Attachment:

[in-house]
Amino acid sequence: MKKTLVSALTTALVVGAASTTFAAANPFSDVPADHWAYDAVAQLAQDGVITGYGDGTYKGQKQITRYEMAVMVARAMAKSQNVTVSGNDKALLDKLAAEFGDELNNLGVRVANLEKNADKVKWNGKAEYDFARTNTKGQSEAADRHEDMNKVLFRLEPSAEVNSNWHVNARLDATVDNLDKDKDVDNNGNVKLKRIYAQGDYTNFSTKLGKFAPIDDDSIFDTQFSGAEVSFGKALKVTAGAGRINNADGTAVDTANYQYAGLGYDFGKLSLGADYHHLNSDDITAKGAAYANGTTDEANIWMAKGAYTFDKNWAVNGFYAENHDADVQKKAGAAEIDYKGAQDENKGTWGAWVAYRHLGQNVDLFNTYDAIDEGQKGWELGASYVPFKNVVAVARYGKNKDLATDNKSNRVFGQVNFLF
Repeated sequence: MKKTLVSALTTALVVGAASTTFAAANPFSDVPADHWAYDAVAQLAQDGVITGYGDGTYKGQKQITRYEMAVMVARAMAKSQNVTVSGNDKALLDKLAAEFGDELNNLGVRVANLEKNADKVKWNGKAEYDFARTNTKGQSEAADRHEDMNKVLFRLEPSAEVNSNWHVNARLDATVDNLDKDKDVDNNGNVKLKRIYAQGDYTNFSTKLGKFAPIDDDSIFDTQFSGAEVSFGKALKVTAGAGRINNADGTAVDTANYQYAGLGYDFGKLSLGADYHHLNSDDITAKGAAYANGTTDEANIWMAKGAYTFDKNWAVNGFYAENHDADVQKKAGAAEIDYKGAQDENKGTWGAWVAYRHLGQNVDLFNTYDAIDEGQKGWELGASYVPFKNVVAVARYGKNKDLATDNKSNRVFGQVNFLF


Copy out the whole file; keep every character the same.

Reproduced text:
[in-house]
Amino acid sequence: MKKTLVSALTTALVVGAASTTFAAANPFSDVPADHWAYDAVAQLAQDGVITGYGDGTYKGQKQITRYEMAVMVARAMAKSQNVTVSGNDKALLDKLAAEFGDELNNLGVRVANLEKNADKVKWNGKAEYDFARTNTKGQSEAADRHEDMNKVLFRLEPSAEVNSNWHVNARLDATVDNLDKDKDVDNNGNVKLKRIYAQGDYTNFSTKLGKFAPIDDDSIFDTQFSGAEVSFGKALKVTAGAGRINNADGTAVDTANYQYAGLGYDFGKLSLGADYHHLNSDDITAKGAAYANGTTDEANIWMAKGAYTFDKNWAVNGFYAENHDADVQKKAGAAEIDYKGAQDENKGTWGAWVAYRHLGQNVDLFNTYDAIDEGQKGWELGASYVPFKNVVAVARYGKNKDLATDNKSNRVFGQVNFLF
Repeated sequence: MKKTLVSALTTALVVGAASTTFAAANPFSDVPADHWAYDAVAQLAQDGVITGYGDGTYKGQKQITRYEMAVMVARAMAKSQNVTVSGNDKALLDKLAAEFGDELNNLGVRVANLEKNADKVKWNGKAEYDFARTNTKGQSEAADRHEDMNKVLFRLEPSAEVNSNWHVNARLDATVDNLDKDKDVDNNGNVKLKRIYAQGDYTNFSTKLGKFAPIDDDSIFDTQFSGAEVSFGKALKVTAGAGRINNADGTAVDTANYQYAGLGYDFGKLSLGADYHHLNSDDITAKGAAYANGTTDEANIWMAKGAYTFDKNWAVNGFYAENHDADVQKKAGAAEIDYKGAQDENKGTWGAWVAYRHLGQNVDLFNTYDAIDEGQKGWELGASYVPFKNVVAVARYGKNKDLATDNKSNRVFGQVNFLF